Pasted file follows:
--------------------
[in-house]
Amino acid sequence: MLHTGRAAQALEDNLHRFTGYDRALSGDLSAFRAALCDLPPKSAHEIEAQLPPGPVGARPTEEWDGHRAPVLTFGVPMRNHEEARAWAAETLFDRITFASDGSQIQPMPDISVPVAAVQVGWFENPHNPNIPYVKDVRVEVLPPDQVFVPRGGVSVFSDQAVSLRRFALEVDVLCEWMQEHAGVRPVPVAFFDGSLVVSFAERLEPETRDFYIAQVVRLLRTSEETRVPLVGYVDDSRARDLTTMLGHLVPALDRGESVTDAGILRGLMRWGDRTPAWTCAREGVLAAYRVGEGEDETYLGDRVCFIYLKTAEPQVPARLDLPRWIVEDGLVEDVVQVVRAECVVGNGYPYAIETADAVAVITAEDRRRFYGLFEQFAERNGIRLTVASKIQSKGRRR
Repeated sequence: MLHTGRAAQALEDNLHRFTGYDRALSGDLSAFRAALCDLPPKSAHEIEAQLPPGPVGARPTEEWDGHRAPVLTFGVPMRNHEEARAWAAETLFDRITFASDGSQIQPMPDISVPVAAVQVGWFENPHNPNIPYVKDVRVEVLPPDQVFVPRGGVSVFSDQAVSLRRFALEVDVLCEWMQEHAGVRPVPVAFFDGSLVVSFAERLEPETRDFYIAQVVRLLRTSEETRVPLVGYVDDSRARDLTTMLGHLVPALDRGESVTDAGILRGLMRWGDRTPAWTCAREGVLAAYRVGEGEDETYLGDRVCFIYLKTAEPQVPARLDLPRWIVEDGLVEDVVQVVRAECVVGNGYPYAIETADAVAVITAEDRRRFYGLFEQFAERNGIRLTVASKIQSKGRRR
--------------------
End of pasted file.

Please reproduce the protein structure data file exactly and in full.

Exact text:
[in-house]
Amino acid sequence: MLHTGRAAQALEDNLHRFTGYDRALSGDLSAFRAALCDLPPKSAHEIEAQLPPGPVGARPTEEWDGHRAPVLTFGVPMRNHEEARAWAAETLFDRITFASDGSQIQPMPDISVPVAAVQVGWFENPHNPNIPYVKDVRVEVLPPDQVFVPRGGVSVFSDQAVSLRRFALEVDVLCEWMQEHAGVRPVPVAFFDGSLVVSFAERLEPETRDFYIAQVVRLLRTSEETRVPLVGYVDDSRARDLTTMLGHLVPALDRGESVTDAGILRGLMRWGDRTPAWTCAREGVLAAYRVGEGEDETYLGDRVCFIYLKTAEPQVPARLDLPRWIVEDGLVEDVVQVVRAECVVGNGYPYAIETADAVAVITAEDRRRFYGLFEQFAERNGIRLTVASKIQSKGRRR
Repeated sequence: MLHTGRAAQALEDNLHRFTGYDRALSGDLSAFRAALCDLPPKSAHEIEAQLPPGPVGARPTEEWDGHRAPVLTFGVPMRNHEEARAWAAETLFDRITFASDGSQIQPMPDISVPVAAVQVGWFENPHNPNIPYVKDVRVEVLPPDQVFVPRGGVSVFSDQAVSLRRFALEVDVLCEWMQEHAGVRPVPVAFFDGSLVVSFAERLEPETRDFYIAQVVRLLRTSEETRVPLVGYVDDSRARDLTTMLGHLVPALDRGESVTDAGILRGLMRWGDRTPAWTCAREGVLAAYRVGEGEDETYLGDRVCFIYLKTAEPQVPARLDLPRWIVEDGLVEDVVQVVRAECVVGNGYPYAIETADAVAVITAEDRRRFYGLFEQFAERNGIRLTVASKIQSKGRRR